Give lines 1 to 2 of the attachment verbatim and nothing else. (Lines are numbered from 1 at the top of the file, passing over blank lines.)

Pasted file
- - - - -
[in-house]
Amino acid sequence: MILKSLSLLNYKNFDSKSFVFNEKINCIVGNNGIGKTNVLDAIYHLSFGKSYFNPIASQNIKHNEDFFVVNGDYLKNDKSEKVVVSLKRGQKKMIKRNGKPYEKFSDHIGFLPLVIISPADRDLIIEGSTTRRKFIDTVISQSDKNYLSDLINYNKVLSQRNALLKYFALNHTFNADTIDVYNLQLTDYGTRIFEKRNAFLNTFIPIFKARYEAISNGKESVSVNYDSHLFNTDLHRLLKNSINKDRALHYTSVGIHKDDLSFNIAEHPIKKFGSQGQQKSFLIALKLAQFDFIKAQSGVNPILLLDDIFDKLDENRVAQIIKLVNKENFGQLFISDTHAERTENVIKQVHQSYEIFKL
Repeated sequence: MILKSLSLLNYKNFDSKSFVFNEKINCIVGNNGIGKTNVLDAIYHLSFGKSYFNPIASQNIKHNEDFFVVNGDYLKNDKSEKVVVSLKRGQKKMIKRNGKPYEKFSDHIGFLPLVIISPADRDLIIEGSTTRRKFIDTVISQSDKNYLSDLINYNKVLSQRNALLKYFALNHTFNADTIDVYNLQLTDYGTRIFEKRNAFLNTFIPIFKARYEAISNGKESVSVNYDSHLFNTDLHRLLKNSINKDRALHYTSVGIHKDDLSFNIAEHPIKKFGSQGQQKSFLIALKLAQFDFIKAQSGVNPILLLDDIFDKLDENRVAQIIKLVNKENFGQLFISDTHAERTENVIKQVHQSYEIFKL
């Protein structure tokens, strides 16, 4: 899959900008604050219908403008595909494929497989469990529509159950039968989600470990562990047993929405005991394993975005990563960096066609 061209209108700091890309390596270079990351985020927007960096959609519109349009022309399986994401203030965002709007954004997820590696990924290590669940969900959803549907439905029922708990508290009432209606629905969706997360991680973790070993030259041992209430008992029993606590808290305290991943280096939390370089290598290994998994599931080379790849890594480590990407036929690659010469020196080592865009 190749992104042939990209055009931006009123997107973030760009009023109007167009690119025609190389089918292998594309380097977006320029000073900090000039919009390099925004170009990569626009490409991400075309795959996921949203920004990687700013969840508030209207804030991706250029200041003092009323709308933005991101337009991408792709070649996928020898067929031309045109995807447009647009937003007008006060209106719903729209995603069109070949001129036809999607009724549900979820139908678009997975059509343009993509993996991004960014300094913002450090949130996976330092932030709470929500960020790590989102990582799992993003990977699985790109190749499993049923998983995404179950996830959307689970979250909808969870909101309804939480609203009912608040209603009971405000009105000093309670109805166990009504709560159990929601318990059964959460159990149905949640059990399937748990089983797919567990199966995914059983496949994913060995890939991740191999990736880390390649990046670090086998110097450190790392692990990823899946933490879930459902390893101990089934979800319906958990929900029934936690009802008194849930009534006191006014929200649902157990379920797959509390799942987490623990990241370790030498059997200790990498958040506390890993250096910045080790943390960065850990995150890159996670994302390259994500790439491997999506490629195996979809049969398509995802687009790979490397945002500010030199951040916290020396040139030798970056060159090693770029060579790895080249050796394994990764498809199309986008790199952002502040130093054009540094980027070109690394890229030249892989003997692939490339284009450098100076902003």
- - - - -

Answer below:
[in-house]
Amino acid sequence: MILKSLSLLNYKNFDSKSFVFNEKINCIVGNNGIGKTNVLDAIYHLSFGKSYFNPIASQNIKHNEDFFVVNGDYLKNDKSEKVVVSLKRGQKKMIKRNGKPYEKFSDHIGFLPLVIISPADRDLIIEGSTTRRKFIDTVISQSDKNYLSDLINYNKVLSQRNALLKYFALNHTFNADTIDVYNLQLTDYGTRIFEKRNAFLNTFIPIFKARYEAISNGKESVSVNYDSHLFNTDLHRLLKNSINKDRALHYTSVGIHKDDLSFNIAEHPIKKFGSQGQQKSFLIALKLAQFDFIKAQSGVNPILLLDDIFDKLDENRVAQIIKLVNKENFGQLFISDTHAERTENVIKQVHQSYEIFKL